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Post-Covid cultures: why ED&I action is needed

17th Mar 2022
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No matter the size of your organisation or team, the global pandemic has arguably created a seismic shift in how and where people work. This, in turn, has undoubtedly evolved hiring strategies, with recruitment becoming borderless and potentially more diverse as strict location, commuting needs and working times become less of a necessity. For HR teams, this environment has the potential – on paper at least – to create a perfect environment for more diverse hiring, an ideal scenario when we consider the current skills crisis that employers across the UK are facing.

However, for many businesses, equity, diversity and inclusion (ED&I) is still an ideal that senior teams want, but are struggling to achieve. The fact that the likes of gender quotas and ethnicity pay gap reporting are all being discussed by HR and business leaders suggests that real progress has yet to be made. That’s not to say that organisations are lax in their commitment to this cause. In fact, it is common knowledge that diverse workforces are more productive and can positively impact bottom line figures. You’d be hard pressed to find any business leader who doesn’t agree that diversity is valuable for a business. So why is ED&I so difficult to achieve?

I’d argue that the greatest challenge lies in corporate cultures. If a firm isn’t, by its own nature, diverse, then the culture won’t be either. Investing time and money in recruiting from new talent pools and differing demographics will only deliver limited success if these individuals are entering an environment that doesn’t ‘gel’ with their own visions and values. Instead, staff turnover numbers will rise. Employers may be able to say that they’ve increased the representation of specific demographics through a diverse recruitment campaign, but if they aren’t staying with the business, then the greatest problem lies in the culture, not the hiring process.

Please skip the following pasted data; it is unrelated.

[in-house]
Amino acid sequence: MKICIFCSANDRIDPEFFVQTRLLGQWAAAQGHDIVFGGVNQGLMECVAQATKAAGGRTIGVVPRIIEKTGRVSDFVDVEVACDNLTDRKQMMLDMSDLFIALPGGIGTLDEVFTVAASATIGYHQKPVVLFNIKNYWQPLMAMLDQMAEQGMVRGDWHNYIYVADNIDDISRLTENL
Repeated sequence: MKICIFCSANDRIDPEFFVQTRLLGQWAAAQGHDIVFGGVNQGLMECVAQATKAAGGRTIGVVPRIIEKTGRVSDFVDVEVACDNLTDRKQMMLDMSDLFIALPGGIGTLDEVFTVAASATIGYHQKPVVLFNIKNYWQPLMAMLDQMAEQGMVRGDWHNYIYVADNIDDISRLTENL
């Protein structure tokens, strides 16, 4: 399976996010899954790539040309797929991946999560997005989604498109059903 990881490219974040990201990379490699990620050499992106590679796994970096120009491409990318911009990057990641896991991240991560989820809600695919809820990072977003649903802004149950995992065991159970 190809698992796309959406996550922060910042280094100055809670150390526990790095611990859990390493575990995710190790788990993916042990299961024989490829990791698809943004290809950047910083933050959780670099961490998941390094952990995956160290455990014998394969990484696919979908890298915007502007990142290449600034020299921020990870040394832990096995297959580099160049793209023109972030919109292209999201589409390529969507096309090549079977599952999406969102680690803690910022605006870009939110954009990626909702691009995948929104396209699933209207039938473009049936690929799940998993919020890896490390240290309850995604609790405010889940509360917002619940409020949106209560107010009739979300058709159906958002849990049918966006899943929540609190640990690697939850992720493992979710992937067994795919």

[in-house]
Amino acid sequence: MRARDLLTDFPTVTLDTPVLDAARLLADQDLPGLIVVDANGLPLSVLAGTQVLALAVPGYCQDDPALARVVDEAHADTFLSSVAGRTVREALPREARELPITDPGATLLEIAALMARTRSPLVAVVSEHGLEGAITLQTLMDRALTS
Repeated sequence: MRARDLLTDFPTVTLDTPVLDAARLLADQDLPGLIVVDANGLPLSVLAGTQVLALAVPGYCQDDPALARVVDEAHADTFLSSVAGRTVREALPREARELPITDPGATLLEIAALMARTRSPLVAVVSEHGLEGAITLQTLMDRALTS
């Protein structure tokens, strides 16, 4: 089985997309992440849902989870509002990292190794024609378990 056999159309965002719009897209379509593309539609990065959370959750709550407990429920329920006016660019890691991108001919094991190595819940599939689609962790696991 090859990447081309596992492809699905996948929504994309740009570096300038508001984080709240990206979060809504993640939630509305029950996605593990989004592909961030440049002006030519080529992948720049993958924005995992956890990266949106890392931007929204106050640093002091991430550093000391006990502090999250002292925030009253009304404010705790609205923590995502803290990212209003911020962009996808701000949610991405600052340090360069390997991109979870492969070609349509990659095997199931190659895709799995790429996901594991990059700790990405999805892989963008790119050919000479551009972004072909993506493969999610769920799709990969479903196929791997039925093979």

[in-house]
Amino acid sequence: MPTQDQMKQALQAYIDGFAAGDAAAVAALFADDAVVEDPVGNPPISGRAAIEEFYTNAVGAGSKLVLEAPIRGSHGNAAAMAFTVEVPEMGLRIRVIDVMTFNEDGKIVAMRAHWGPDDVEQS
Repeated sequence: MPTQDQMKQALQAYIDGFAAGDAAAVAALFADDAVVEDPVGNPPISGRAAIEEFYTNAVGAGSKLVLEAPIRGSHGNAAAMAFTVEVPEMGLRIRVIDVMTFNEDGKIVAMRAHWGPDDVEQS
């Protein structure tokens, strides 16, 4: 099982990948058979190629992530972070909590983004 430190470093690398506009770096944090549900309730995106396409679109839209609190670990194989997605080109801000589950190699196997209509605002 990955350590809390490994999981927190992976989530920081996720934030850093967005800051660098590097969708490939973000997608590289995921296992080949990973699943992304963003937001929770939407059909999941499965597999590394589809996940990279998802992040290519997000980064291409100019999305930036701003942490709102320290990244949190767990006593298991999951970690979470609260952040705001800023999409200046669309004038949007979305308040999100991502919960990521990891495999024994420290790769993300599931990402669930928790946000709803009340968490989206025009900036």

In today’s environment, this issue is more predominant than it has potentially been before. The main reason behind this is the swift evolution of the workplace that we’ve experienced since the global pandemic struck. With employees working both in and out of the office and new hires being on-boarded in a completely digital way, it’s hard to monitor and assess how cultures have changed. The values that a business stood for just two short years ago will likely have changed since then. What potential talent value in a new employer has also adapted. The pandemic, the great resignation and even the global climate crisis have all impacted what potential new hires value most in a business.

The challenge now, though, lies in closing the gap between what people expect of a company culture and what it actually looks like for a business. HR teams are already under-resourced and over-burdened, so dedicating time to reassess what the company culture looks like now and if this is in line with the expectations of the workforce isn’t a priority for the human resources function in many firms. However, I’d argue that this forms the foundation of the skills crisis solution.  Funnelling resources into attracting talent from diverse demographics will be a waste if they are bouncing off a culture that contradicts the ideal they’ve been sold during the hiring processes. Instead, now is the time to take that step back and truly analyse what the business culture looks like.

In fact, as the trade association for the professional staffing sector, we have been taking a proactive approach on this issue and encouraging our recruitment members to reconsider what their business stands for today. We recently partnered with organisational culture experience company, Brands with Values, to deliver a research project that will help us to create a clear picture of how recruitment culture has evolved so we can equip the staffing sector with a better idea of what consultants want from their employers.

Not only will this help staffing companies become more diverse themselves, but, perhaps more importantly, this will also aid inclusive recruitment strategies for the employers they provide staffing solutions for.

The HR function is overloaded at the moment, but putting the right attention into creating equitable, diverse and inclusive cultures – and partnering with like-minded suppliers – will prove hugely valuable in the short and long term. As we look to return to ‘normality’ in some way, now is the time to get ED&I on track. Those businesses that can create the right culture will be the ones that will have the greatest competitive advantage in a post-Covid landscape.

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